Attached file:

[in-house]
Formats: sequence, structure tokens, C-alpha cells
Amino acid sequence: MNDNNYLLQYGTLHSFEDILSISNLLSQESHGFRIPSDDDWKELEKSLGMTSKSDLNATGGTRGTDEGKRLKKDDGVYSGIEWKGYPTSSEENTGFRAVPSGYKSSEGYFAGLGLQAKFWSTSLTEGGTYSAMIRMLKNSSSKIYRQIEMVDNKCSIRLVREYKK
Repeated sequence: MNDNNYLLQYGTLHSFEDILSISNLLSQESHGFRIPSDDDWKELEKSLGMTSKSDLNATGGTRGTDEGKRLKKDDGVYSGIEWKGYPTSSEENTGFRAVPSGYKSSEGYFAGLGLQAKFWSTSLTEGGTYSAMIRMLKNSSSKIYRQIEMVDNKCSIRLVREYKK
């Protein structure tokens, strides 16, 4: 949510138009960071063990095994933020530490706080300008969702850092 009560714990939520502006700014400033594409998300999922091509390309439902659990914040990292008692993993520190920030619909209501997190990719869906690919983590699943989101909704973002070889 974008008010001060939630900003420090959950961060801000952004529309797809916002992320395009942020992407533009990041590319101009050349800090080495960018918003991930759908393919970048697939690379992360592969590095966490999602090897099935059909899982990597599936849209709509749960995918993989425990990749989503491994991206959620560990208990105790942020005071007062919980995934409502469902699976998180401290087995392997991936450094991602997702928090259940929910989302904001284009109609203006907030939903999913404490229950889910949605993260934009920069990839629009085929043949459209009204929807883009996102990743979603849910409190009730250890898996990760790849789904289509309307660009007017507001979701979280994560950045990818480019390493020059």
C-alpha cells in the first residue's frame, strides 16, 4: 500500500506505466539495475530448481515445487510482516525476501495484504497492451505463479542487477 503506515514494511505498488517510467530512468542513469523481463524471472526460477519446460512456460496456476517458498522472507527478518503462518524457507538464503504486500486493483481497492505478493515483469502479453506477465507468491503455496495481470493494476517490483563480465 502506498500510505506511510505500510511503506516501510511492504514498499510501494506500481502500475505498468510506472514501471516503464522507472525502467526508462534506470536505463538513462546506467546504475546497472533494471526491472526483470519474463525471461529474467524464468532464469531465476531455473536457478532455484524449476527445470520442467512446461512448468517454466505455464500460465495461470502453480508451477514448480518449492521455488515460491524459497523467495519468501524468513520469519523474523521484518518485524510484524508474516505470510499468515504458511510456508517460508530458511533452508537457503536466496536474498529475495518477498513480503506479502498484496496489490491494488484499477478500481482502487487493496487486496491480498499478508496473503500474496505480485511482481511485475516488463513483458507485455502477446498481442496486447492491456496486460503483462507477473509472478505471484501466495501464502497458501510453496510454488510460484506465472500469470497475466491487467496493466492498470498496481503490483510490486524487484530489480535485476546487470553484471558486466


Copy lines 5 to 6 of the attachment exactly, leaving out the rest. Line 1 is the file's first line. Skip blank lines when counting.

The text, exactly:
């Protein structure tokens, strides 16, 4: 949510138009960071063990095994933020530490706080300008969702850092 009560714990939520502006700014400033594409998300999922091509390309439902659990914040990292008692993993520190920030619909209501997190990719869906690919983590699943989101909704973002070889 974008008010001060939630900003420090959950961060801000952004529309797809916002992320395009942020992407533009990041590319101009050349800090080495960018918003991930759908393919970048697939690379992360592969590095966490999602090897099935059909899982990597599936849209709509749960995918993989425990990749989503491994991206959620560990208990105790942020005071007062919980995934409502469902699976998180401290087995392997991936450094991602997702928090259940929910989302904001284009109609203006907030939903999913404490229950889910949605993260934009920069990839629009085929043949459209009204929807883009996102990743979603849910409190009730250890898996990760790849789904289509309307660009007017507001979701979280994560950045990818480019390493020059």
C-alpha cells in the first residue's frame, strides 16, 4: 500500500506505466539495475530448481515445487510482516525476501495484504497492451505463479542487477 503506515514494511505498488517510467530512468542513469523481463524471472526460477519446460512456460496456476517458498522472507527478518503462518524457507538464503504486500486493483481497492505478493515483469502479453506477465507468491503455496495481470493494476517490483563480465 502506498500510505506511510505500510511503506516501510511492504514498499510501494506500481502500475505498468510506472514501471516503464522507472525502467526508462534506470536505463538513462546506467546504475546497472533494471526491472526483470519474463525471461529474467524464468532464469531465476531455473536457478532455484524449476527445470520442467512446461512448468517454466505455464500460465495461470502453480508451477514448480518449492521455488515460491524459497523467495519468501524468513520469519523474523521484518518485524510484524508474516505470510499468515504458511510456508517460508530458511533452508537457503536466496536474498529475495518477498513480503506479502498484496496489490491494488484499477478500481482502487487493496487486496491480498499478508496473503500474496505480485511482481511485475516488463513483458507485455502477446498481442496486447492491456496486460503483462507477473509472478505471484501466495501464502497458501510453496510454488510460484506465472500469470497475466491487467496493466492498470498496481503490483510490486524487484530489480535485476546487470553484471558486466